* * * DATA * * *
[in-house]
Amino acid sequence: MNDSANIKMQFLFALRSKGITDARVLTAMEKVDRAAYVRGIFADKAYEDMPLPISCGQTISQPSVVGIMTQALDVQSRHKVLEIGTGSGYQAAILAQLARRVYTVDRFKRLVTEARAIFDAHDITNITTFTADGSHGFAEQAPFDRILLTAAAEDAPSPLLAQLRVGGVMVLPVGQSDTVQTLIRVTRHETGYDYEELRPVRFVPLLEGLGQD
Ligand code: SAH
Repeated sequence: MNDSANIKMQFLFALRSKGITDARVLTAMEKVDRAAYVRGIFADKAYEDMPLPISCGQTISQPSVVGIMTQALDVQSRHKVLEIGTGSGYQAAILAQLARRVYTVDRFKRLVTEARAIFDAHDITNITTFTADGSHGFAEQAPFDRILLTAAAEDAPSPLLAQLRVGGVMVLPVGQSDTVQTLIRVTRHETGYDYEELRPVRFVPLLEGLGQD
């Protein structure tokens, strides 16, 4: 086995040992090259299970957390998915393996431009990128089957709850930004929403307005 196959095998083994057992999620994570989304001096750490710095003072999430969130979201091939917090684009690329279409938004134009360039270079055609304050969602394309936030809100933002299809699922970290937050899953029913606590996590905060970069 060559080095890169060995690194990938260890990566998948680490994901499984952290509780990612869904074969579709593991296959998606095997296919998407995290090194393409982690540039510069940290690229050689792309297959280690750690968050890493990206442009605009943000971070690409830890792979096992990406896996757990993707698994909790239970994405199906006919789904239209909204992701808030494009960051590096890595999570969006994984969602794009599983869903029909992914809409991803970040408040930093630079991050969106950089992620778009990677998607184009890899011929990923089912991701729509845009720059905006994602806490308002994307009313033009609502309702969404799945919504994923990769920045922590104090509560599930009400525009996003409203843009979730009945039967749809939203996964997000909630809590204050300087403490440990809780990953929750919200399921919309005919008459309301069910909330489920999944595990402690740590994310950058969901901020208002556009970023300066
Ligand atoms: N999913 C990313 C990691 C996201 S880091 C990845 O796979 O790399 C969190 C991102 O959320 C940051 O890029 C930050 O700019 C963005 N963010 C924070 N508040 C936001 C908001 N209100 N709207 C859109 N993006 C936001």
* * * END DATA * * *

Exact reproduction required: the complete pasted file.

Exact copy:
[in-house]
Amino acid sequence: MNDSANIKMQFLFALRSKGITDARVLTAMEKVDRAAYVRGIFADKAYEDMPLPISCGQTISQPSVVGIMTQALDVQSRHKVLEIGTGSGYQAAILAQLARRVYTVDRFKRLVTEARAIFDAHDITNITTFTADGSHGFAEQAPFDRILLTAAAEDAPSPLLAQLRVGGVMVLPVGQSDTVQTLIRVTRHETGYDYEELRPVRFVPLLEGLGQD
Ligand code: SAH
Repeated sequence: MNDSANIKMQFLFALRSKGITDARVLTAMEKVDRAAYVRGIFADKAYEDMPLPISCGQTISQPSVVGIMTQALDVQSRHKVLEIGTGSGYQAAILAQLARRVYTVDRFKRLVTEARAIFDAHDITNITTFTADGSHGFAEQAPFDRILLTAAAEDAPSPLLAQLRVGGVMVLPVGQSDTVQTLIRVTRHETGYDYEELRPVRFVPLLEGLGQD
């Protein structure tokens, strides 16, 4: 086995040992090259299970957390998915393996431009990128089957709850930004929403307005 196959095998083994057992999620994570989304001096750490710095003072999430969130979201091939917090684009690329279409938004134009360039270079055609304050969602394309936030809100933002299809699922970290937050899953029913606590996590905060970069 060559080095890169060995690194990938260890990566998948680490994901499984952290509780990612869904074969579709593991296959998606095997296919998407995290090194393409982690540039510069940290690229050689792309297959280690750690968050890493990206442009605009943000971070690409830890792979096992990406896996757990993707698994909790239970994405199906006919789904239209909204992701808030494009960051590096890595999570969006994984969602794009599983869903029909992914809409991803970040408040930093630079991050969106950089992620778009990677998607184009890899011929990923089912991701729509845009720059905006994602806490308002994307009313033009609502309702969404799945919504994923990769920045922590104090509560599930009400525009996003409203843009979730009945039967749809939203996964997000909630809590204050300087403490440990809780990953929750919200399921919309005919008459309301069910909330489920999944595990402690740590994310950058969901901020208002556009970023300066
Ligand atoms: N999913 C990313 C990691 C996201 S880091 C990845 O796979 O790399 C969190 C991102 O959320 C940051 O890029 C930050 O700019 C963005 N963010 C924070 N508040 C936001 C908001 N209100 N709207 C859109 N993006 C936001």